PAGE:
Meacham emphasized that even smaller favors should stop. He highlighted how a special group of 19 transplants from the review board known in the assessor’s office as the “Berrios people” got to come and go at work without having to swipe their office cards and didn’t have to give advance notice for vacations.

Giving breaks to one “politically connected” group over others frustrates the purpose of the Shakman agreement, Meacham wrote.

That agreement does not directly address nepotism, but Berrios’ decision to put his sister, Carmen, and his son, Joseph, on the payroll drew the attention of the County Board of Ethics, which sought to fine Berrios $10,000 in 2012.

A judge ruled in 2015 that the assessor had to comply with the county’s ethics ordinance and the ethics board had the authority to investigate the assessor. But the ruling also said the ordinance did not authorize the board to impose fines. County taxpayers wound up paying a total of about $300,000 to cover both sides of the legal battle, records show, and county commissioners passed a new ordinance giving the board the power to levy fines in the future.

Berrios’ son no longer works at the assessor’s office. His sister now is deputy assessor over taxpayer services and public outreach.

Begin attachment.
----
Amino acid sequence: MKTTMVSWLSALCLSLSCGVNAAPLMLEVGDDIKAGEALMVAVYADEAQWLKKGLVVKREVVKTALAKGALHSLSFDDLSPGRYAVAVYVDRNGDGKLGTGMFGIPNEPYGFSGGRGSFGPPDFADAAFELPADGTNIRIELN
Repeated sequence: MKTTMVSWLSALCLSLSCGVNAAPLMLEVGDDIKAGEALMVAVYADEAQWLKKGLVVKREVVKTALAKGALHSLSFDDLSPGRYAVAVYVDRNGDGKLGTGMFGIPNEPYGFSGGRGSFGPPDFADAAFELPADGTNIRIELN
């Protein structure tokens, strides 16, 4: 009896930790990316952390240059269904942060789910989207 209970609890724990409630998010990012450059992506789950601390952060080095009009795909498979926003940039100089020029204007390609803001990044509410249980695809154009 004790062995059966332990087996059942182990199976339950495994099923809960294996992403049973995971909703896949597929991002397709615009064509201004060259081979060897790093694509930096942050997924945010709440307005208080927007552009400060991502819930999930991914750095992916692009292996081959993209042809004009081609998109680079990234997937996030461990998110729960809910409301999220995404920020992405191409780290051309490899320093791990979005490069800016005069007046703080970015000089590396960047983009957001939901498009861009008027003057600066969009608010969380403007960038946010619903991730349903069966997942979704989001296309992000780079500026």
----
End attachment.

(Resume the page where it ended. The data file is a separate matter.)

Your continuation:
As Berrios headed into his second term in late 2014 — after running unopposed in the primary and general elections — Meacham issued a report that made it clear the assessor still had many issues to overcome.

High-level aides in the assessor’s office, Meacham wrote, had characterized Shakman standards as “not a priority” and “being without value.” Overall, he wrote, “The general impression of the employees in the office was that employment actions were based on nepotism, favoritism, or politics.”

‘Not a Priority’

Deborah Ellis, chosen from 53 applicants to serve as compliance director in Berrios’ office, started her job in the summer of 2013. Meacham praised her as a “well-qualified individual with strong investigative skills, law enforcement experience, experience in government, and a firm commitment to service.”

But Meacham also described Ellis as “frustrated” with arbitrary personnel actions and “hampered” by the assessor’s office in trying to investigate potential irregularities in hiring, promotions and discipline.

“She advocated for written policies and procedures and a transparent and fair process for all employees, to no avail,” he wrote.

In a report to Meacham and Berrios, two months before his re-election, Ellis complained of a lack of communication with Berrios and his top staff, calling the matter a “critical area which needs vast improvement.”